Everything is going fairly well for the Golden State Warriors at the NBA All-Star break. The team has the second-best record in the NBA, has superstar guard Klay Thompson back from injury after he missed more than two years of action, and Thompson’s Splash Brother, Stephen Curry, shot the lights out during Sunday’s All-Star game.
But there are always issues to be mindful of on a professional sports team. The Warriors are waiting on the return of forward Draymond Green, for example. The vital cog in Golden State’s machine has a back injury that’s kept him out for about a month and will ground him for nearly as long moving forward.
Plus, second-year center James Wiseman has yet to return, either. But there are more issues if we look past this season –namely the swollen salary cap figures for the Warriors and general manager Bob Myers.
That will always be the case when Thompson, Curry, and Green are on the team. The three-time champions all demand and deserve a high salary. And with All-Star forward Andrew Wiggins also highly paid — and due a contract extension after next season — Myers has to look ahead and make some tough decisions, probably regarding Wiggins.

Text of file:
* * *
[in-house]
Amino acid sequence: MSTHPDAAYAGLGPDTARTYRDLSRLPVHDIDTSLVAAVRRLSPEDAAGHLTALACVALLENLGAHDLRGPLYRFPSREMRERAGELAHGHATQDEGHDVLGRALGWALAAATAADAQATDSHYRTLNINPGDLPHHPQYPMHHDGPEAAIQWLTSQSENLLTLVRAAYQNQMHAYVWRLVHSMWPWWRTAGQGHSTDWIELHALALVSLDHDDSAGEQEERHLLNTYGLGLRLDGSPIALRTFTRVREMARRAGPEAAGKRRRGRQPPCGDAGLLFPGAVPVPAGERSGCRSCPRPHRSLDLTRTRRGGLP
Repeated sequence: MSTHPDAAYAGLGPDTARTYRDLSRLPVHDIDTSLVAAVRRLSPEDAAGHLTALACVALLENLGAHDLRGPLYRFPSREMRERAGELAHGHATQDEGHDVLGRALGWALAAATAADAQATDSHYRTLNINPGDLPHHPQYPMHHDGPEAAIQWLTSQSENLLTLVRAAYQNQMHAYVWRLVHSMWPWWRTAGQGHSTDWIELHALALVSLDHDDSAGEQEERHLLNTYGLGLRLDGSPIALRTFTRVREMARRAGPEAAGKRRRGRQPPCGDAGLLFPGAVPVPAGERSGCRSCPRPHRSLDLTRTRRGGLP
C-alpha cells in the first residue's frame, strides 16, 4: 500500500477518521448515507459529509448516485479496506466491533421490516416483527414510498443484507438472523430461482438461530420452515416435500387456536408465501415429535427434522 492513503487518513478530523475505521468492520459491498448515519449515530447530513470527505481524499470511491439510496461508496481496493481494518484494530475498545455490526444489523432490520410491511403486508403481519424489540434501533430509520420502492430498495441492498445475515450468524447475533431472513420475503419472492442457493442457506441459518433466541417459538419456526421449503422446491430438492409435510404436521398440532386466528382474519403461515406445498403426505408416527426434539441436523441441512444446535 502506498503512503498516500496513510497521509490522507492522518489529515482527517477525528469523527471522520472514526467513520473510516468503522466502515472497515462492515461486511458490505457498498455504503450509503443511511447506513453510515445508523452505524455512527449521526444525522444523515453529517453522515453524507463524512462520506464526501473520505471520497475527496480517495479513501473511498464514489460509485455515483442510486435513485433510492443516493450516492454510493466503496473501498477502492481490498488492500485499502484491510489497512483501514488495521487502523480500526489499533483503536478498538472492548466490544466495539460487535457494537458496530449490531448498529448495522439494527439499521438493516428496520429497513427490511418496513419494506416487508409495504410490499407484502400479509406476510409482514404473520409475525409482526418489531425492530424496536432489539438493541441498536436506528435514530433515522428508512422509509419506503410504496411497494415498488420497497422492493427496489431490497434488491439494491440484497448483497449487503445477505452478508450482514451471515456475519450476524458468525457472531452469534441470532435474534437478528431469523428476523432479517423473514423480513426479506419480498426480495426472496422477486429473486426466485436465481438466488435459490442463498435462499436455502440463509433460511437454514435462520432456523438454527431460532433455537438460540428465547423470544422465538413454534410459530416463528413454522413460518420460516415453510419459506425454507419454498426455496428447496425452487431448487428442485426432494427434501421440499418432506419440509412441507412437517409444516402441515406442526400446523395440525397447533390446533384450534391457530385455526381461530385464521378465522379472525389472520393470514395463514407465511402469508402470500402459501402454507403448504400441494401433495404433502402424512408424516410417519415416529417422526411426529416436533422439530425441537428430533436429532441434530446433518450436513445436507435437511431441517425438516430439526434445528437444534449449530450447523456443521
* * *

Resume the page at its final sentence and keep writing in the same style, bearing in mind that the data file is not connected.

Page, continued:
Connor Letourneau dissected all of that and more in his recent article for the San Francisco Chronicle, and I fully recommend reading it. But the above-listed players aren’t the only roster pieces worth keeping — or mulling over at the very least.
For instance, what about Jordan Poole? Letourneau covered that in his article as well, reaching out to Spotrac’s Keith Smith, who put an estimated number on what kind of contract extension Poole can expect before he hits free agency in 2023.
The Warriors also will try to sign Poole to a multiyear extension this summer, which would allow them to avoid having to deal with him in restricted free agency in 2023. Keith Smith, a salary-cap expert for Spotrac, estimates that deal to be in the four-year, $80 million range.Connor Letourneau/San Francisco Chronicle
Essentially, the Warriors’ salary cap number is so high that it will be impossible — even with team owner Joe Lacobs’s deep pockets — to keep everyone in a Golden State uniform. So a homegrown talent such as Poole will be a bargain at that amount projected by Smith.
As you can probably infer, Wiggins will likely be the odd man out, despite his stellar performance as a Warrior thus far. But anything is possible, especially with Myers. (Check out Letourneau’s article for that aspect.) Even if Wiggins isn’t retained, he could be traded away much the same way that Myers traded D’Angelo Russell for Wiggins in the first place.
Regardless, Poole will be expected to take another leap forward in the near future, despite how much he’s improved already. He, Wiggins and the rest of the Warriors’ roster pieces besides their big three have the rest of the regular season and playoffs to prove themselves to management — and the rest of the NBA in case Myers has to go dealing in the trade market to get that salary cap in line during the offseason.